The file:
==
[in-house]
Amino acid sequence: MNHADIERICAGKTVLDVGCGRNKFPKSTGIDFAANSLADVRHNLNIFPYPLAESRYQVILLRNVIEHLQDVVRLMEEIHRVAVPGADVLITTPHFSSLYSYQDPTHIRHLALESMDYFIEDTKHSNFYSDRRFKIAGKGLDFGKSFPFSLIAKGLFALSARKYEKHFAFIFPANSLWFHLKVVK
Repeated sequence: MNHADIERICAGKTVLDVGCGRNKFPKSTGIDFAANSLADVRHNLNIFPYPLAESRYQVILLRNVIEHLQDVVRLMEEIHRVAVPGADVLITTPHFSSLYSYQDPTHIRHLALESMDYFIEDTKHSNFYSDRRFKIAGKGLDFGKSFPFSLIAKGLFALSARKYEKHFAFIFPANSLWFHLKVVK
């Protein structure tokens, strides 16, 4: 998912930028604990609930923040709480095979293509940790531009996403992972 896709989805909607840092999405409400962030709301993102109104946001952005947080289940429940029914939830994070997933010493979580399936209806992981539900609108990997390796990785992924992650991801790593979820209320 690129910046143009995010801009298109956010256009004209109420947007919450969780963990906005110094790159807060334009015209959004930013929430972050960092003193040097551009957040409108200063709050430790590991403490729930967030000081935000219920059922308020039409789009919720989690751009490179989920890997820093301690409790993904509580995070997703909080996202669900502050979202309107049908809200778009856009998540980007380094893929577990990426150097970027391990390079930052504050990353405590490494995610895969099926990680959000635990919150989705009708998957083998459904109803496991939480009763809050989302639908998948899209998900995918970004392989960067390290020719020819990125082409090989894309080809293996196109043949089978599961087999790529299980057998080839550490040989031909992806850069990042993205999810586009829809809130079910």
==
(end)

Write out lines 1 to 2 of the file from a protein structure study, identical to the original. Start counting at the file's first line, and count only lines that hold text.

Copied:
[in-house]
Amino acid sequence: MNHADIERICAGKTVLDVGCGRNKFPKSTGIDFAANSLADVRHNLNIFPYPLAESRYQVILLRNVIEHLQDVVRLMEEIHRVAVPGADVLITTPHFSSLYSYQDPTHIRHLALESMDYFIEDTKHSNFYSDRRFKIAGKGLDFGKSFPFSLIAKGLFALSARKYEKHFAFIFPANSLWFHLKVVK